The number of migrant children who cross the Mediterranean to Italy without parents or relatives doubled to 7,009 between January and May, compared to the same period last year, the UN Children's Fund (UNICEF) reported Tuesday.
More than nine out of 10 underage migrants who have arrived in Italy this year were unaccompanied, according to the UN agency's Geneva office.
Unaccompanied children often rely on people smugglers under a system exposing them to the risk of exploitation, UNICEF warned.
Italian social workers have told UNICEF that boys and girls have been sexually assaulted and forced into prostitution while they wait to make the sea crossing in Libya.
"It is a silent and desperate situation - out of sight and out of mind," said Marie Pierre Poirier, UNICEF's special coordinator for the European migration crisis.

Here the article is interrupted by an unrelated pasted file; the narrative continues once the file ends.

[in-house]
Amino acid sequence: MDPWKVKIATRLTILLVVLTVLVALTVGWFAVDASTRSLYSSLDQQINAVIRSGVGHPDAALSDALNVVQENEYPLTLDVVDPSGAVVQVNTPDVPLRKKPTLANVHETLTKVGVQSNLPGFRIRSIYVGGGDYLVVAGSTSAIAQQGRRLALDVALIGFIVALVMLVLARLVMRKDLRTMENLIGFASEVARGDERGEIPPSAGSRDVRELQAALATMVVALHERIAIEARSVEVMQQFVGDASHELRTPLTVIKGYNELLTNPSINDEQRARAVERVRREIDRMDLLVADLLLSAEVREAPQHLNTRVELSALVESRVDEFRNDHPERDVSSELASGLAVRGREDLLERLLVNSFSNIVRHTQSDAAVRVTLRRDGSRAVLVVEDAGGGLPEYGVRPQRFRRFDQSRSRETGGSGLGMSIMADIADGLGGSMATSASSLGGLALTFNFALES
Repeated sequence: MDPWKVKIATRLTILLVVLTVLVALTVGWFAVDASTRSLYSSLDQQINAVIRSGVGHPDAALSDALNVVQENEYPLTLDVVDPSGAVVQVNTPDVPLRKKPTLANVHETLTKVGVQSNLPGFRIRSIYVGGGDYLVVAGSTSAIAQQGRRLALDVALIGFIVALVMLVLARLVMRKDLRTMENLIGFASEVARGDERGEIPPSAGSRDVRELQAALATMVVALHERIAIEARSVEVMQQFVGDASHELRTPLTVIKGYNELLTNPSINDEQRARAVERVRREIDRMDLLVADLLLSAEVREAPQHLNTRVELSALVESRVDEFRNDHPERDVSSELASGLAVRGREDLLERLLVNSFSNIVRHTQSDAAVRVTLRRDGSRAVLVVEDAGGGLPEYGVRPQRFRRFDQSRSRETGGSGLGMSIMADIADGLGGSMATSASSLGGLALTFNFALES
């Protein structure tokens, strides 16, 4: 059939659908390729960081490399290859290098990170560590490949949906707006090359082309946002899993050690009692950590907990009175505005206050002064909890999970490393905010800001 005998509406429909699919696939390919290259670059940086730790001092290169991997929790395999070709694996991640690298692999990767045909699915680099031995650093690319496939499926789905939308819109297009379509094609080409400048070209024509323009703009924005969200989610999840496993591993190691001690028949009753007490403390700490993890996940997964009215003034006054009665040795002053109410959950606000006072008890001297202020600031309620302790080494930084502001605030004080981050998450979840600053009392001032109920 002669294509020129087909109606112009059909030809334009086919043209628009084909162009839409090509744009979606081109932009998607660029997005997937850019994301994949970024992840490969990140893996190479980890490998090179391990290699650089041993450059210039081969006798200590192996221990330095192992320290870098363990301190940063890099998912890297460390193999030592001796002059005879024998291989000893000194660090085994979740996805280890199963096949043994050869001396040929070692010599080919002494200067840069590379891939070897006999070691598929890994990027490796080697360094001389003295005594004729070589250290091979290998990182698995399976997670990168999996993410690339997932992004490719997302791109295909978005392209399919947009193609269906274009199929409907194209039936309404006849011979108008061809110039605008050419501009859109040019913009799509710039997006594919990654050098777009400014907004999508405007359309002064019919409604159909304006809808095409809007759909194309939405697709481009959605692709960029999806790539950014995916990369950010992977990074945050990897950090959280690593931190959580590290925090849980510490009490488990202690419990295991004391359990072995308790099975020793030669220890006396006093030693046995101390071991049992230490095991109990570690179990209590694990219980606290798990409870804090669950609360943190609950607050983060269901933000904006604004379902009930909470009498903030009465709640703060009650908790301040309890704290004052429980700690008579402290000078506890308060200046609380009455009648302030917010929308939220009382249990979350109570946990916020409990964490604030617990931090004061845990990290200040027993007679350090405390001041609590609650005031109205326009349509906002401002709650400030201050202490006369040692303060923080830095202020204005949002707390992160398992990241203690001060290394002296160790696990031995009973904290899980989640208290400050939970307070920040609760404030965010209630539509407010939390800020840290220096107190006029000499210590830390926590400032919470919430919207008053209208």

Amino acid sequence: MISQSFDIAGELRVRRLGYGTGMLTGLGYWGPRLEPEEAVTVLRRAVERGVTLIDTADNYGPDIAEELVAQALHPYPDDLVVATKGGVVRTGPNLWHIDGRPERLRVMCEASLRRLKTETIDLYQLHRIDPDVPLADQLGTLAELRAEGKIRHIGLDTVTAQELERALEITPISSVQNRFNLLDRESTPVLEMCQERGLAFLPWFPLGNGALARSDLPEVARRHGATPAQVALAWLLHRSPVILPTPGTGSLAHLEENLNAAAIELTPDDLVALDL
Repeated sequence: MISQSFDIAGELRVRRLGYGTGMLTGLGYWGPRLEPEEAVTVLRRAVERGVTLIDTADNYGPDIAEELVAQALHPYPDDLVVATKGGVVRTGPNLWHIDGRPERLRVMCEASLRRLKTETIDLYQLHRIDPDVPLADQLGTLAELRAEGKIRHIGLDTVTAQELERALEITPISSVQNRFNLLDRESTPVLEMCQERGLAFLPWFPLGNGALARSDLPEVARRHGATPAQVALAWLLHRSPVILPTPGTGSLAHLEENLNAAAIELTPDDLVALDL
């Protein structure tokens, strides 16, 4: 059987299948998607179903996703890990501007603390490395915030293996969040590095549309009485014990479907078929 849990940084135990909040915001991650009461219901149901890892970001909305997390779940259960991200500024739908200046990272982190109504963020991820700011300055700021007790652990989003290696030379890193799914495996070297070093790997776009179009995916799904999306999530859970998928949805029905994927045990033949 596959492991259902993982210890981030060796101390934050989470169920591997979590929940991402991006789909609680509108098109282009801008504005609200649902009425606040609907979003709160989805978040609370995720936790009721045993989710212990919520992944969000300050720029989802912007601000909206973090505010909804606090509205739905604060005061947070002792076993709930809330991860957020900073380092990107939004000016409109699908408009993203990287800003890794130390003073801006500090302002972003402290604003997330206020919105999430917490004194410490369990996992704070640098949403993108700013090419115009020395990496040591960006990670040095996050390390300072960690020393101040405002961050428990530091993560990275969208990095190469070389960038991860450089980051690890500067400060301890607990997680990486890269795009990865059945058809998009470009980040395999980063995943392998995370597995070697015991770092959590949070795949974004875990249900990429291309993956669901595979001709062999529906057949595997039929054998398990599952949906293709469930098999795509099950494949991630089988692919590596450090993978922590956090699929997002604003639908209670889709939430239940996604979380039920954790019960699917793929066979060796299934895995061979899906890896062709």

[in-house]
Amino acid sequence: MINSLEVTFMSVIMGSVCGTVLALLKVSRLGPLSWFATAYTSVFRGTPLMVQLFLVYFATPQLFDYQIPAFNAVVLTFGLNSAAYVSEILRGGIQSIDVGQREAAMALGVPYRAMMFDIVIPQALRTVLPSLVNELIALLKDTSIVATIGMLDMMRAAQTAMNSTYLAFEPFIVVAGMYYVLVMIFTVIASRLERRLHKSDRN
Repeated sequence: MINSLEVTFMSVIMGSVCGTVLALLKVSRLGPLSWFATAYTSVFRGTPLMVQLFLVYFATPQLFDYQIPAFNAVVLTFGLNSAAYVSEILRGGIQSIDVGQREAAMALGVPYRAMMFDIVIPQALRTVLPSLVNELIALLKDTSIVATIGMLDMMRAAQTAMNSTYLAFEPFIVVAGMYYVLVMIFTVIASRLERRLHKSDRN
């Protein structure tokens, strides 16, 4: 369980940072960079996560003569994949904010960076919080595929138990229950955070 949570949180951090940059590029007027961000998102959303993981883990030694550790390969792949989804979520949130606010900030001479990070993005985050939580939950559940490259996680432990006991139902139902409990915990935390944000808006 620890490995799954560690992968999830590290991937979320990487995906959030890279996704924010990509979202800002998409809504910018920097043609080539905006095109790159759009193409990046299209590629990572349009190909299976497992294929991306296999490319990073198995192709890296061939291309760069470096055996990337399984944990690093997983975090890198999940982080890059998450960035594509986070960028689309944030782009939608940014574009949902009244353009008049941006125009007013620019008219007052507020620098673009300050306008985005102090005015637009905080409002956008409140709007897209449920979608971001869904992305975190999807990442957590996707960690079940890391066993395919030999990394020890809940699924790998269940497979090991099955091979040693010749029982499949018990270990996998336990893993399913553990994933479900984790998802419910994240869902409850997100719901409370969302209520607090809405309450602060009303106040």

There is currently a surge in young migrants on the central Mediterranean route to Italy because children are trying to join family members who are already in Europe, the International Organization for Migration (IOM) said last week.
UNICEF urged EU countries to allow children to enter the bloc through safe and legal channels, rather than forcing them into the hands of smugglers.
The UN agency criticized that too many children are being held in detention centres due to a lack of facilities catering to children.
In some European countries, children wait up to two years to have their asylum requests processed, the agency reported.
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